CAPTAIN AMERICA EXCLUSIVE: One Question/One Answer with Director Joe Johnston
CBM marks the return of this exclusive feature in which editor Ed Gross asks Captain America director Joe Johnston a question about production. This time out, it's a look back at the overall production.
SCIFI MEDIA ZONE: Overall, looking back at the Captain America shoot, what's your feeling about it?
JOE JOHNSTON: CAPTAIN AMERICA was a lot of things. Every picture has its highs and lows, its dreads and excited anticipations. To fully understand the CAPTAIN AMERICA experience, I have to keep reminding myself that I had just come off another film I shot in the UK, THE WOLFMAN. The two experiences could not have been more different, in fact in many ways (certainly not all) they were polar opposites. I had three weeks of prep on WOLFMAN, a ridiculously inadequate amount of time to try to bring together the fractured and scattered pieces of the production. I had taken the job mostly because I had a cash flow problem, the only time in my career I’ve ever let finances enter into the decision process. Money is always the wrong reason for doing something that requires passionate devotion. The production was a leaky, rudderless ship in a perfect storm suffering from bad decisions, infighting, reluctance of the powers-that-be to take responsibility, and too many under-qualified cooks in the kitchen. The good news and bad news about directing is that when the picture works you’re showered with all the credit and when it doesn’t work you’re dumped on with all the blame. Both scenarios are undeserved. I take full responsibility for THE WOLFMAN not working because it goes with the territory. There were wonderful aspects of THE WOLFMAN experience. I inherited a crew that was the best of my experience, including a first assistant director without whom I could not have made it through the first two weeks. I had the immense pleasure of working with a cast that was as diverse and multifaceted as it could be. I rediscovered all that I love about London and its environs and I made some lifelong friends, on and off the crew.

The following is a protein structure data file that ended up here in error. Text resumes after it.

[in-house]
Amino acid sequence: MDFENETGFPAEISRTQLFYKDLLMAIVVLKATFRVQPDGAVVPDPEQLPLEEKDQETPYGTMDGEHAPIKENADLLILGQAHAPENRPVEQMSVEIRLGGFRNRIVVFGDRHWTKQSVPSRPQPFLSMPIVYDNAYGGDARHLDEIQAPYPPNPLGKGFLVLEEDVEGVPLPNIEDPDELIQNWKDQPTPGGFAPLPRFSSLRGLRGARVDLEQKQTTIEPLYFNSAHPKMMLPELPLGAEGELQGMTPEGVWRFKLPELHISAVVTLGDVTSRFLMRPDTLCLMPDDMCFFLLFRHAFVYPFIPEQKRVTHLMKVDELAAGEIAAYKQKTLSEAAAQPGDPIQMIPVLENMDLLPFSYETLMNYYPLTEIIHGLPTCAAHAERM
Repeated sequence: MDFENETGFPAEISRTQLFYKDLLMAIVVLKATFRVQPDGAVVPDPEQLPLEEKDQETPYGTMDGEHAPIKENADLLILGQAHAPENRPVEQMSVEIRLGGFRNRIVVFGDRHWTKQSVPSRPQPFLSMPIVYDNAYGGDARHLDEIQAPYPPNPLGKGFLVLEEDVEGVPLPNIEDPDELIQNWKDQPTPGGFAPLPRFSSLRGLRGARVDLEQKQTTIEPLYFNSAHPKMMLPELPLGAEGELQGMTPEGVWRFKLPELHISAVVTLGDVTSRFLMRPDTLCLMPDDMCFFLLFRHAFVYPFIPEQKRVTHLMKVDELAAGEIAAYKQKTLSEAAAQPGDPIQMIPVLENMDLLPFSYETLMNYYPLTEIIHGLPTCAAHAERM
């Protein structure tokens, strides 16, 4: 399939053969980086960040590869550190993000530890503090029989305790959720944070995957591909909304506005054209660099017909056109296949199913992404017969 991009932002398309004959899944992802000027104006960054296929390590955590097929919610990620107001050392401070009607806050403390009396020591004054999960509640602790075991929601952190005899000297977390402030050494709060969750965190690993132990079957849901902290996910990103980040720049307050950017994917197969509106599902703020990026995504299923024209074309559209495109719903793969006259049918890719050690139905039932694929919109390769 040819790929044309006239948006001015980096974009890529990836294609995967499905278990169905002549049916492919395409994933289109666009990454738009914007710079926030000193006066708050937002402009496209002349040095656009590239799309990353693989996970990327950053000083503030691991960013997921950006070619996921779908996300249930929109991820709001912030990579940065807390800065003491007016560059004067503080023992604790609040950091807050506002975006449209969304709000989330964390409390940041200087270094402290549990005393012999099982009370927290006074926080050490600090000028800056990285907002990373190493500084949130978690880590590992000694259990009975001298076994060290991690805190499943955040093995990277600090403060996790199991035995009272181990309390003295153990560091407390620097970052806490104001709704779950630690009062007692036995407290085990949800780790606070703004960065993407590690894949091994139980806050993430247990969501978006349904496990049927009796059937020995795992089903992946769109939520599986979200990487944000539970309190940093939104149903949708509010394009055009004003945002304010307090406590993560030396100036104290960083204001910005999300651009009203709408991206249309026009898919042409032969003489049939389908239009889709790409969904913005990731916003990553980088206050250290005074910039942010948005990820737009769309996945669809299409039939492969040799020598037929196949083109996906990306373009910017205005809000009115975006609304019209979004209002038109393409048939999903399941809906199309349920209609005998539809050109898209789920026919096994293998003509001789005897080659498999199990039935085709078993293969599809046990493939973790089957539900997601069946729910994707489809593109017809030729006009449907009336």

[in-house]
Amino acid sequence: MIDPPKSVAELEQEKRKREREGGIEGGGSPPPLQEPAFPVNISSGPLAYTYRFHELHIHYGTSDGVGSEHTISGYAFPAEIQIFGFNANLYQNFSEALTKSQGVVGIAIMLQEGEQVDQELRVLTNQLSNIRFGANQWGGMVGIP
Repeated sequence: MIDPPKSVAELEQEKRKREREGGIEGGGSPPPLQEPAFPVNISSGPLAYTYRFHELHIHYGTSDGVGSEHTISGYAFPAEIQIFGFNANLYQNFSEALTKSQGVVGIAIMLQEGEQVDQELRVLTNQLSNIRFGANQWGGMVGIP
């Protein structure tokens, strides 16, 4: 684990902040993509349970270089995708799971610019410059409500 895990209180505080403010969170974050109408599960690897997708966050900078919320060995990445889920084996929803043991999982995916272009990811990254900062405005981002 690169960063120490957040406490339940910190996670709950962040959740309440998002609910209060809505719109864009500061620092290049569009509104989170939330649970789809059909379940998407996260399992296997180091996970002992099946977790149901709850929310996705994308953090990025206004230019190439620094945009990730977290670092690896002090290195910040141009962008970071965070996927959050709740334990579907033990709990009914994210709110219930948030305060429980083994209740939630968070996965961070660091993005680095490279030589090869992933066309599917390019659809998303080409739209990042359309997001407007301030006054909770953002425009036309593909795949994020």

I had thirty weeks of prep on CAPTAIN AMERICA. I have a small team of qualified, supportive, creative producers who are actually helping me achieve my vision of the film. I had a dream cast headed by Chris Evans. I had the best designers, artists, sculptors, craftspeople…a creative team that could design, build and photograph anything and have it look amazing and beautiful. We had unbelievable luck with the weather wherever we shot in England. The weather was so good we were compelled to make it rain for a couple of sequences just for some variety. At times I felt as if the gods were saying, “Ahem, sorry about that wolfman thing…let us make it up to you.” CAPTAIN AMERICA was probably the most universally positive experience I’ve had in this mad business.
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